The United States Citizenship and Immigration Services (USCIS) has recently provided guidance on the International Entrepreneur Parole (IEP) program. This program was created to allow international entrepreneurs to temporarily come to the US to start and grow their businesses.
Under the IEP program, eligible entrepreneurs can apply for parole, which allows them to enter the US for up to five years. During this time, they can work on their business and seek funding from US investors. To be eligible, entrepreneurs must demonstrate that their business has the potential for significant growth and job creation. Spouses of entrepreneurs paroled into the US under this program can apply for work authorization that will allow them to work for any employer in the US.
USCIS has provided guidance on how to apply for the IEP program, including the forms and documentation required. USCIS has also clarified that parole under the IEP program can be extended for an additional five years, as long as the entrepreneur continues to meet the eligibility requirements.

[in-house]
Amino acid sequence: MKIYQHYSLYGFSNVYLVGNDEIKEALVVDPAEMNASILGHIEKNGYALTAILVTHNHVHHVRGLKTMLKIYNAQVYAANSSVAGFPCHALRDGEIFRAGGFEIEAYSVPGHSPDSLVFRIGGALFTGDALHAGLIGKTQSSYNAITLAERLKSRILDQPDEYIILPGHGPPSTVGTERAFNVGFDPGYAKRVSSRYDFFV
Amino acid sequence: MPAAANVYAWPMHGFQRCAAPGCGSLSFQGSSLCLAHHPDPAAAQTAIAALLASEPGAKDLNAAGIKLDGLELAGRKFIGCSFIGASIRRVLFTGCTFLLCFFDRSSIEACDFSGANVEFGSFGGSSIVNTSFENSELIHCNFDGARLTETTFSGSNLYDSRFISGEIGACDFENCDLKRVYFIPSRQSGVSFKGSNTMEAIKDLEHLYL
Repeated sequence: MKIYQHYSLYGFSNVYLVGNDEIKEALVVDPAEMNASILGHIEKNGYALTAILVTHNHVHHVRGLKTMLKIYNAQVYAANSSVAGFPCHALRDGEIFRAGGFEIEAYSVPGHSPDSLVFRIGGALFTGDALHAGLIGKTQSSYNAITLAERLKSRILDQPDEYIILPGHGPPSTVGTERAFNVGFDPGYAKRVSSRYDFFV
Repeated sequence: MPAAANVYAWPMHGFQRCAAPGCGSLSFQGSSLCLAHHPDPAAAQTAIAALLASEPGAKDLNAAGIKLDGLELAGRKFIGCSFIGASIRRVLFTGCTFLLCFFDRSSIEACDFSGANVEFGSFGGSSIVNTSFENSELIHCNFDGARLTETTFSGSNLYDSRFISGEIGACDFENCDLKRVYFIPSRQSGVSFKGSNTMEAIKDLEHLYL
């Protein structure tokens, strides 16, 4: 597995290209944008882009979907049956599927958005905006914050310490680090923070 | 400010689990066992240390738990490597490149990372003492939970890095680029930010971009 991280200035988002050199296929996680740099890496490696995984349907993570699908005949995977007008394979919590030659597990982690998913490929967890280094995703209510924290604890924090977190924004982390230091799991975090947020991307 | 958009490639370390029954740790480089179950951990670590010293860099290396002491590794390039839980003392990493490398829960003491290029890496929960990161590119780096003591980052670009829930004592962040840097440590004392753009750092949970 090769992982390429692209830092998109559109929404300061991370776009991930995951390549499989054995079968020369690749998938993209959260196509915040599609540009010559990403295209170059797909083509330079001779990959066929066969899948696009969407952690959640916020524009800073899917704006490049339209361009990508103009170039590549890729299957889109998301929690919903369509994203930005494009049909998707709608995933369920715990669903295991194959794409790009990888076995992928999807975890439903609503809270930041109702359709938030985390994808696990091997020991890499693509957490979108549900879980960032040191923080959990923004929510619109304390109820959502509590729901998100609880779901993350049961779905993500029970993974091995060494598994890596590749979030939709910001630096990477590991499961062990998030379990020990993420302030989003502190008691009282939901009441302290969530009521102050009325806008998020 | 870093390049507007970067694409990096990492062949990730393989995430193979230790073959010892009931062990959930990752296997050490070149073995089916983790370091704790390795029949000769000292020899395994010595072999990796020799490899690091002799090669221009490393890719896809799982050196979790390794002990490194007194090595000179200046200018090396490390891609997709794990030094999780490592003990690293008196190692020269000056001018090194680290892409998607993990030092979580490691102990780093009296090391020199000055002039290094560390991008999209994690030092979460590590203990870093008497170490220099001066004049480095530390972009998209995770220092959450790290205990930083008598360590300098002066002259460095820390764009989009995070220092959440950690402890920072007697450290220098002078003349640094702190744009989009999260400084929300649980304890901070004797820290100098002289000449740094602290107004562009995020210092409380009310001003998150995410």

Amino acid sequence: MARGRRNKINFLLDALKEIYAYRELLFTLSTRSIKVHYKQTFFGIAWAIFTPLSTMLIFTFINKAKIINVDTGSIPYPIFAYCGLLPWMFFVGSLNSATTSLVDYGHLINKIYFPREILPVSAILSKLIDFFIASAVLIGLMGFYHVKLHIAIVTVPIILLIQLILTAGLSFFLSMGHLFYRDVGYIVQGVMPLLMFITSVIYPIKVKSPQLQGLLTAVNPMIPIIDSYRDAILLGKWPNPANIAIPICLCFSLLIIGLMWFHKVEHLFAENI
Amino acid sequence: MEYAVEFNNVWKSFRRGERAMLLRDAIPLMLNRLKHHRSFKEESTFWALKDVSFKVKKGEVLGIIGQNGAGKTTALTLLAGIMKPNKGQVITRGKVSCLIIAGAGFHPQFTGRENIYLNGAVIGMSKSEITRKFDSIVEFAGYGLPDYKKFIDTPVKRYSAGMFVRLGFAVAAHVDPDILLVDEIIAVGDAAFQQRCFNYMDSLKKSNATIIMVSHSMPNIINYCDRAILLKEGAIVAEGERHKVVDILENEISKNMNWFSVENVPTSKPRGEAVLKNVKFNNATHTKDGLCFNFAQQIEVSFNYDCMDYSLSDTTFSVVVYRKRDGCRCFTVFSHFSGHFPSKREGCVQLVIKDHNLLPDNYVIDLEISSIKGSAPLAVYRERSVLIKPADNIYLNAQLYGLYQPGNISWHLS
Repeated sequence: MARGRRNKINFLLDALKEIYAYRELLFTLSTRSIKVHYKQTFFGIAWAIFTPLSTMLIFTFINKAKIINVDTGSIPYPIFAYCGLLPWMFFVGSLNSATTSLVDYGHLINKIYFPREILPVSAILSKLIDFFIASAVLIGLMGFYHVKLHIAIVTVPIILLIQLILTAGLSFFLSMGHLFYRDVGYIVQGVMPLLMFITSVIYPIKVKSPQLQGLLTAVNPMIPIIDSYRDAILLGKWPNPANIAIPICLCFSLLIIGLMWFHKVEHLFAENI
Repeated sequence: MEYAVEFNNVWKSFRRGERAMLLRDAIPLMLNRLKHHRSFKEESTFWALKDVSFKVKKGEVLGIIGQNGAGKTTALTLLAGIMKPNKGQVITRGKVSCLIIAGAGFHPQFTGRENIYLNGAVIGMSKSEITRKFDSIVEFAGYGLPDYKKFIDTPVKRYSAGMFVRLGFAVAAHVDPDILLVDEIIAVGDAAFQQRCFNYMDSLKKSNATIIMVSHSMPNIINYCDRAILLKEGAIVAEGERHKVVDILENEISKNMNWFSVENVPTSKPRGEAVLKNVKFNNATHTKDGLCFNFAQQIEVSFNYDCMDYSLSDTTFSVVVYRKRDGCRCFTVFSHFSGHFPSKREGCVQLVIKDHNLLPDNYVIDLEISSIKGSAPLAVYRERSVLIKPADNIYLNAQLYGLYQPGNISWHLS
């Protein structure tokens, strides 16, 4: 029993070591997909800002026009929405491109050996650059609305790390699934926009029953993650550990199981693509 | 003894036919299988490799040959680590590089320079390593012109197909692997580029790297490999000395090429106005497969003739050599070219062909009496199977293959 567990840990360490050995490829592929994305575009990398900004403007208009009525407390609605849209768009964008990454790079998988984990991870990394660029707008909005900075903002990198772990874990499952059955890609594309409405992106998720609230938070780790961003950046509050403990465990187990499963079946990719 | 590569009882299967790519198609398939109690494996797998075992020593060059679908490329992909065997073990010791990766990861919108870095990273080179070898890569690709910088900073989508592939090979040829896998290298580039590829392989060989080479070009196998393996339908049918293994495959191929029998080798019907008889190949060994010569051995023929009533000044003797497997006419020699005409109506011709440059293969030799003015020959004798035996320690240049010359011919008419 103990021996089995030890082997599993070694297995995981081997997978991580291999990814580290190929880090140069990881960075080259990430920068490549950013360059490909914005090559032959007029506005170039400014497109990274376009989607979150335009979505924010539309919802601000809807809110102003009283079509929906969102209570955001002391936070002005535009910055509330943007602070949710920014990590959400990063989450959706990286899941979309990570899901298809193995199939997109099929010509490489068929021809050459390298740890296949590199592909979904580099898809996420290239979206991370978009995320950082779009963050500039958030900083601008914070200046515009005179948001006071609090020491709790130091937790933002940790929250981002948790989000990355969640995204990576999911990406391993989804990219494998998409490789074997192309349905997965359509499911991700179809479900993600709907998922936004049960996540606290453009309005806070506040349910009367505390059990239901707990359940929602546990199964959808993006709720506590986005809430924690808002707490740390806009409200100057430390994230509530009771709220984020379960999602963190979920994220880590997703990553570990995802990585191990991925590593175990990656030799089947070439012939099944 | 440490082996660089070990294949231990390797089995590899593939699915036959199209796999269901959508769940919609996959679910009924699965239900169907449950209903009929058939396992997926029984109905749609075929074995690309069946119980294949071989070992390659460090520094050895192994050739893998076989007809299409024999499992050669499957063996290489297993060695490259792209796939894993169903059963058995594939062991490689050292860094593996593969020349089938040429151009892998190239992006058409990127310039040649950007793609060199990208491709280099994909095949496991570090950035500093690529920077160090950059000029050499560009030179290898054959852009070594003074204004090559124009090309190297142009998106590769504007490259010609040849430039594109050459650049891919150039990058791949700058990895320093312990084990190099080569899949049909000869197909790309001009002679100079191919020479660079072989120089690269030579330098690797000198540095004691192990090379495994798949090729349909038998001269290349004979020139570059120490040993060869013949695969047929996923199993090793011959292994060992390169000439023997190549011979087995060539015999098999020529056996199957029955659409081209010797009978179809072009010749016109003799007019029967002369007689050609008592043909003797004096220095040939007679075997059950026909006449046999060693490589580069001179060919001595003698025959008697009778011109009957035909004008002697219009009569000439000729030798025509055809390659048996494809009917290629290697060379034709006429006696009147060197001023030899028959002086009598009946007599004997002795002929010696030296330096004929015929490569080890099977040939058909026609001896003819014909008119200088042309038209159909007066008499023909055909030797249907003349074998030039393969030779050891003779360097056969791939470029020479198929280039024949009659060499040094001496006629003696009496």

Additionally, USCIS has emphasized that parole under the IEP program is not a visa and does not provide a path to permanent residence in the US. However, parolees may be able to apply for other visas or green cards while in the US.
The IEP program is an exciting opportunity for international entrepreneurs who are looking to start or grow their businesses in the US. By providing guidance on the program, USCIS is making it easier for eligible entrepreneurs to apply and take advantage of this opportunity. The IEP program has the potential to bring innovation, job creation, and economic growth to the US, while also benefiting the entrepreneurs and their businesses.
For more information, visit the USCIS website.
About the Author
Natalia Muñoz is an Associate Attorney at Garvish Immigration Law Group. She was born and raised in Bogota, Colombia where she earned a law degree from Universidad de Los Andes followed by a specialization in Foreign Relations and Negotiation at the same University. She later moved to the U.S. to pursue her graduate studies in law in Boston University. After graduating she moved to Miami where she worked as an international tax and corporate attorney advising foreign investors for over 15 years.